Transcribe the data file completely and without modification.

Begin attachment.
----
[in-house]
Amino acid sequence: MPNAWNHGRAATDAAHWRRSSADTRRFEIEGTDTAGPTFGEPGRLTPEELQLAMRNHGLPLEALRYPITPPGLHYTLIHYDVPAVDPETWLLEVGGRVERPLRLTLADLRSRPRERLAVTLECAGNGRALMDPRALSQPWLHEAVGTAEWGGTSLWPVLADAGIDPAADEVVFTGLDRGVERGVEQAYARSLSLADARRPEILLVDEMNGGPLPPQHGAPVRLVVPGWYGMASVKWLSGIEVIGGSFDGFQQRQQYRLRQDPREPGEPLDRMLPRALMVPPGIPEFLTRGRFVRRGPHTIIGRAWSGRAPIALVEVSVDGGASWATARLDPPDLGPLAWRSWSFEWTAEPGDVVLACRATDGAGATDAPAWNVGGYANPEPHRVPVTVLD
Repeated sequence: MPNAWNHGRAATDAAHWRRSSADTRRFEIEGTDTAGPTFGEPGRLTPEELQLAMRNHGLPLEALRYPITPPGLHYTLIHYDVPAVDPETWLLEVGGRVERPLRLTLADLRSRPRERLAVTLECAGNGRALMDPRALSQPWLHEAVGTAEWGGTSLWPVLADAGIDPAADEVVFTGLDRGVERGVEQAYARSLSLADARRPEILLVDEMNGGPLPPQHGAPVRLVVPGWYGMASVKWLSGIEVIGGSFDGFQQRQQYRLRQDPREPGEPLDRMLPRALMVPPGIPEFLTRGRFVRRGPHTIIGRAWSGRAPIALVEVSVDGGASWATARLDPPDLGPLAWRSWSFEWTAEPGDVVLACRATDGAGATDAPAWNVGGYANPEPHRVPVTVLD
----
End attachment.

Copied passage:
[in-house]
Amino acid sequence: MPNAWNHGRAATDAAHWRRSSADTRRFEIEGTDTAGPTFGEPGRLTPEELQLAMRNHGLPLEALRYPITPPGLHYTLIHYDVPAVDPETWLLEVGGRVERPLRLTLADLRSRPRERLAVTLECAGNGRALMDPRALSQPWLHEAVGTAEWGGTSLWPVLADAGIDPAADEVVFTGLDRGVERGVEQAYARSLSLADARRPEILLVDEMNGGPLPPQHGAPVRLVVPGWYGMASVKWLSGIEVIGGSFDGFQQRQQYRLRQDPREPGEPLDRMLPRALMVPPGIPEFLTRGRFVRRGPHTIIGRAWSGRAPIALVEVSVDGGASWATARLDPPDLGPLAWRSWSFEWTAEPGDVVLACRATDGAGATDAPAWNVGGYANPEPHRVPVTVLD
Repeated sequence: MPNAWNHGRAATDAAHWRRSSADTRRFEIEGTDTAGPTFGEPGRLTPEELQLAMRNHGLPLEALRYPITPPGLHYTLIHYDVPAVDPETWLLEVGGRVERPLRLTLADLRSRPRERLAVTLECAGNGRALMDPRALSQPWLHEAVGTAEWGGTSLWPVLADAGIDPAADEVVFTGLDRGVERGVEQAYARSLSLADARRPEILLVDEMNGGPLPPQHGAPVRLVVPGWYGMASVKWLSGIEVIGGSFDGFQQRQQYRLRQDPREPGEPLDRMLPRALMVPPGIPEFLTRGRFVRRGPHTIIGRAWSGRAPIALVEVSVDGGASWATARLDPPDLGPLAWRSWSFEWTAEPGDVVLACRATDGAGATDAPAWNVGGYANPEPHRVPVTVLD